• cowtipper

    Borders really can’t afford to be irrational. Having just finished financial analysis between Borders and B&N for our fund, the bottom line is that Borders is in trouble and can’t afford to insult its customers right now. 2006 is a critical year and the market has been asked to give management “one more chance” on top of probably too many chances, hoping for some magic to occur in the fourth quarter of this year.

    I’ve been a Borders fan for some time – probably due to convenience. In our central US city, the nearby Borders is easy to access while B&N is in an old mall and difficult to park at. Borders also had a deeper tech book section and was where I’d normally spend $300+ a month in purchases. If you’re on a hard core IT certification track, Borders is your first choice for “must have it now” book shopping.

    No longer. If Borders supports Islamofascism through appeasment and refusal to support free speech, I’ll deal with the lousy parking at B&N. Amazon’s one-day away, and doesn’t seem to have a problem with areopagetica. Curiously, Borders B2C site (operated by Amazon in one of their few smart moves) has no problem selling books by the “piss Christ” author, offending countless Christians, as well as Mein Kampf to the offense of Jews, etc. I really don’t see their motivation as fear so much as nihlism and a secret fascination with death-centered religions that would terminate gays and leftists at the first opportunity.

    Back to the financial analysis and disregarding philosophical rants… Borders would not handle a boycott well. Look at their most recent 10K – they’re promising lousy performance through the year and praying (if we can use the word) that the market ignores their terrible financial state until quarter four, 2006, where a miracle will happen and outstanding sales will occur. Things do not look good and only irrational optimism and hope in management’s ability can sustain the market to the fourth quarter. This management team is truly lost – listen to their conference call and the real status of their mini-Borders “Waldenbooks” makeover that the call admitted has been a complete miscalculation. I’d trust a magic eight ball more than these misplaced executives.

    If an organized boycott evolved in the next few weeks, Borders is probably 30-60 days from corporate reorg or collapse, a new CEO and appeasement of the boycotters. Given their money appears to come from red-state people and not leftist anti-establishment small bookstore types, their actions are further proof that management is completely lost.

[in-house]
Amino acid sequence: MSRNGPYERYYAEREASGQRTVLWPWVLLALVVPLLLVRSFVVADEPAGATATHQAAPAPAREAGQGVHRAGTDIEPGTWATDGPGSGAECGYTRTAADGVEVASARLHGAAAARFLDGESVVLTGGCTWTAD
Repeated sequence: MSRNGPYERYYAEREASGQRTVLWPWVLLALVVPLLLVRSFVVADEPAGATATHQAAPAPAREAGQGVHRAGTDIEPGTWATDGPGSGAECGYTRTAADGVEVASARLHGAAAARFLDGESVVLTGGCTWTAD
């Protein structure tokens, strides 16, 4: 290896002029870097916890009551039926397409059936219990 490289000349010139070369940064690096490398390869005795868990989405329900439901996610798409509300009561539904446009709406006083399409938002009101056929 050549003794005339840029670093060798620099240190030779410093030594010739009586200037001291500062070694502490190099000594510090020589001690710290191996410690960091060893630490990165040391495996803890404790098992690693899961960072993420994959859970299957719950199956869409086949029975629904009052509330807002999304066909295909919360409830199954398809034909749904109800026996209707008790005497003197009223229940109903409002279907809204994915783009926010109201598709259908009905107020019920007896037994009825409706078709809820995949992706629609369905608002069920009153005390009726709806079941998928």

• Dr. Deanon

    Devil’s advocate: It is reasonable to assume that Borders staff and/or customers could be put at risk by Islamist reaction to their stocking certain merchandise. I think we can all agree on that. All about Border’s motives or suspected motives aside, should we ask or expect bookstore employees and patrons to be a canary in the coal mine when it puts then inarguably in harms way to some increased degree?

    It is not the CEO who will be at greatest risk, but the front line people stocking books and running the registers.

    There is no doubt that Border’s action here is anti-free speech. But is there a rational argument that can be made for their action being justified given the reatl potential of violence?

    End devil’s advocate.

    Also, their statement is a not-so-backhanded admission that they believe Islamists are prone to, and fully capable of, violence. That to me is interesting in and of itself.

  • Dr. Deanon

    Uh, yes “reatl” is a word. It’s just never been used before… Yeh, that’s it.

    First “Preview”.. then “Post”. Sure. Sounds simple now.

  • I think the Koran should be on the top shelf with all the other male fantasy S&M filth. Right height, wrong section.

  • Tuscan Tony

    What cowtipper said. Appealing to the vote-heavy but cash-light masses is a mistake that takes time to show its colours, as Britain’s idiotarian left-of-centre 1970s governments discovered. Time to short on both Borders and the UK Labour Party methinks.

    p.s. was fascinated by Verity’s Morecasbe Bay experience comment elsewhere, up til I read it was fiding it hard to visualise the fear those Chinese cockler guys must have gone through, not any more though…

  • I’ve used Borders in the past and can’t promise I won’t in the future. I like bookstores, what can I say?

    However I always find it amusing to engage in a little book re-arranging whenever I’m in one of these ‘right-on’ stores (Waterstone’s is just as bad). Usually this involves taking copies of Natan Sharansky’s excellent ‘the case for democracy’ or the US Constitution and scattering them around the ‘America is Evil’ table display that seems a permanent feature of most bookstores.

    Now I think I’ll add to my normal routine by wandering over to the political theory section, taking a copy of Mein Kampf, then strolling over to the religious nutter section and re-shelving it amongst the copies of the Koran.